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For many, golf is a game so excruciatingly slow and dull that its status as a sport is highly dubious. The six hour rounds and seemingly unenthusiastic spectators that appear prohibited from showing any sign of enjoyment, it is not surprising such a judgement endures. However, one particular format of the game spectacularly refutes this common complaint; the Ryder Cup.
Established in 1927 by Samuel Ryder, the Ryder Cup is a three-day competition held every other year and is contested by a team of the best golfers from Europe and the USA. Courses native to both team take turns at hosting the event, with the score currently sitting 26-13 in favour of the United States. Each side is led by a captain, typically a past great of the game from either Europe or America, and their trusted vice captains. Eight players from each team qualify automatically according to their performance at tour events throughout the two-year build-up to the competition. The final assembly of teams are completed by four ‘wild card’ picks: players unsuccessful at guaranteeing themselves an automatic place in the squad selected by each captain.
The first two days of action consist of four-ball and foursome matches. During the former, two members from team Europe and Unites States partner up and each hit their own individual shots, meaning four balls are in play at one time. The teams then take the lowest of their scores on each hole, and the team whose player has the lowest score wins the hole and gains a point. In contrast, foursomes involve one ball per partnership, with players taking turns to hit a shot and alternating between who strikes off the tee. Points are awarded to the contingent who take the fewest shots per hole. If the hole is equally contested and scores tied in either four-ball or foursome matches, the hole is halved. Sundays at the Ryder Cup feature singles matches. These follow the traditional format of golf familiar to most, where each member of team Europe and USA face-off independently against one another. Scoring continues in the fashion of the previous two-days of competition, with the team accumulating the most amount of points raising the Ryder Cup triumphantly at the end of the weekend. However, if the competition ends in a draw, the trophy is retained by the defending champions.
If you thought the Ryder Cup was much the same as the dreary and languid approach to golf taken by everyday tour events, think again. The passion shown by players is unrecognisable from their usual courteous and well-mannered demeanour that typifies the strict etiquette of the game. Vigorous chest bumping amongst teammates are a common occurrence, along with ferocious roars and euphoric whooping that reverberate across all eighteen holes. Almost all practices of sportsmanship are abandoned. For evidence of this, look no further than Rory McIlroy’s singles match with Patrick Reed in 2016. Locked in battle, McIlroy sunk a 40ft putt on the 8th, prompting a series of sarcastic bows and ‘I can’t hear you’ gesture from the Northern Irishman, aimed at opposing fans. Reed followed suit with a confident putt that tied the hole and celebration of his own, dismissively wagging his index finger at McIlroy. As much can be said for the spectators, whose incessant heckling and booing epitomise the ninety-one-year contest between the European and American teams.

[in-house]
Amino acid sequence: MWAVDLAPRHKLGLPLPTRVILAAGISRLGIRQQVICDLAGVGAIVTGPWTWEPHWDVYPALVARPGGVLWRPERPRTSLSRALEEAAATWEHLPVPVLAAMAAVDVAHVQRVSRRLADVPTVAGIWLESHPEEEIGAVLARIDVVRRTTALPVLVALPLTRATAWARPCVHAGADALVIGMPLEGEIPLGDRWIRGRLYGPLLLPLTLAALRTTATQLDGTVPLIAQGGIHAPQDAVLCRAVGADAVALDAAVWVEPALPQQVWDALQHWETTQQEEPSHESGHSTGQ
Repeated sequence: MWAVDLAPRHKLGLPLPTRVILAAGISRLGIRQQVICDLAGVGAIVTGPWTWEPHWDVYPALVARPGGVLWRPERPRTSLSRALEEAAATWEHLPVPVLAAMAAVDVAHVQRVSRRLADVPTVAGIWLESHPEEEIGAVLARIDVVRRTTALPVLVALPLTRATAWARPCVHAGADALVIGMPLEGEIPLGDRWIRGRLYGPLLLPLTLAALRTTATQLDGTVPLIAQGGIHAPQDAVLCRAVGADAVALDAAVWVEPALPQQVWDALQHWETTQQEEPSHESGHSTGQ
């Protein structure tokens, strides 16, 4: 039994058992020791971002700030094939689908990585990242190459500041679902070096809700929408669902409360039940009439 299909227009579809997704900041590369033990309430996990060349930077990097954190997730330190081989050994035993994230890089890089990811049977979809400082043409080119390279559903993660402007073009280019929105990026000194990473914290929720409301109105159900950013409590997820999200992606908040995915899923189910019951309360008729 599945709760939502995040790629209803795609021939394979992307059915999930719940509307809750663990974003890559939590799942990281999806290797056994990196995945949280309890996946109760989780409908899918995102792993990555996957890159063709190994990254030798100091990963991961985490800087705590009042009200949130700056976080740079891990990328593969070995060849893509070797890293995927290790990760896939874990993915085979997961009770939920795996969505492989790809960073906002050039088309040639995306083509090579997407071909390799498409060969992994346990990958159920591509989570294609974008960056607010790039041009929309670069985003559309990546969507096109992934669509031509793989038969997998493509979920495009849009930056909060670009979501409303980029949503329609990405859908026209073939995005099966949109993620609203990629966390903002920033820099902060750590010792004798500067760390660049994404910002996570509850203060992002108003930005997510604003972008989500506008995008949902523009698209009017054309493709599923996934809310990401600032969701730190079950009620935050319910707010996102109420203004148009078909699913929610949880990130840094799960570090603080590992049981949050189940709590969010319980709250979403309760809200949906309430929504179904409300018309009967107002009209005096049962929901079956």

Although their hostility towards opposing players is plain to see, Ryder Cup fans are also credited with creating one of the best atmospheres in sport. The grand stands surrounding tee boxes are filled with rapturous chanting reminiscent of a night of darts at the Ally Pally. Unlike normal golfing events, players such as Europe’s Ian Poulter and American Bubba Watson actively encourage audiences to continue their jeering and distractions throughout the most pressured of tee shots. It is this type of mutual respect between players and fans that allows the healthy rivalry of the Ryder Cup to flourish, and be played in a spirit which truly makes the competition unmissable.
This year’s instalment of the competition commences later this month, and sees the turn of Parisian course, Le Golf National, host the event for the first time. Danish great Thomas Bjørn will be taking charge of Europe’s bid to regain the trophy they conceded to the Americans last time out at Hazeltine National, Minnesota. With the likes of golf’s golden boy McIlroy, and Ryder Cup fanatic and wild card Poulter in their ranks, Europe will surely fancy their chances of doing so. However, they will have to go a long way to overcome a USA team headed by veteran Jim Furyk. Famed for his unusually erratic but highly effective swing, Furyk has a roster boasting current Masters Champion Reed, U.S. Open and PGA Championship Winner Brooks Koepka, and world number one Dustin Johnson at his disposal; not to mention the wild card picks of the legendary Phil Mickelson and Tiger Woods. It will be tight, but their underdog status may be crucial in sealing a 2018 Ryder Cup home win for Europe, a moment you will not want to forget to tune in for.